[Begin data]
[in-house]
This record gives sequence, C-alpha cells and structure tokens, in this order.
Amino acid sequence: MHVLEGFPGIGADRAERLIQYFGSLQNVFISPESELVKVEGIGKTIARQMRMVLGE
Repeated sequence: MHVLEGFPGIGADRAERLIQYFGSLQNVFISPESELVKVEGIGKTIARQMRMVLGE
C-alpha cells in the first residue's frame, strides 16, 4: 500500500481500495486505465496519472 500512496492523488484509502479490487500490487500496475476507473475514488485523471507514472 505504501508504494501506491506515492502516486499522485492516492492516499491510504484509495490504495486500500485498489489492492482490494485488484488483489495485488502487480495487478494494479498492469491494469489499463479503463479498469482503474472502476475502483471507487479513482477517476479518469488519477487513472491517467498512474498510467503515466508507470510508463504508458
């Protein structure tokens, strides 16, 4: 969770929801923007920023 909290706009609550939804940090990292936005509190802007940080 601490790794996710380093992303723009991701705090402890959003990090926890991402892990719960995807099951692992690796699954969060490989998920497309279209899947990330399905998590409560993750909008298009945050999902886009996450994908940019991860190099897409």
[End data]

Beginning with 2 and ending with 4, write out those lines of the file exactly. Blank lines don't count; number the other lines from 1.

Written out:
This record gives sequence, C-alpha cells and structure tokens, in this order.
Amino acid sequence: MHVLEGFPGIGADRAERLIQYFGSLQNVFISPESELVKVEGIGKTIARQMRMVLGE
Repeated sequence: MHVLEGFPGIGADRAERLIQYFGSLQNVFISPESELVKVEGIGKTIARQMRMVLGE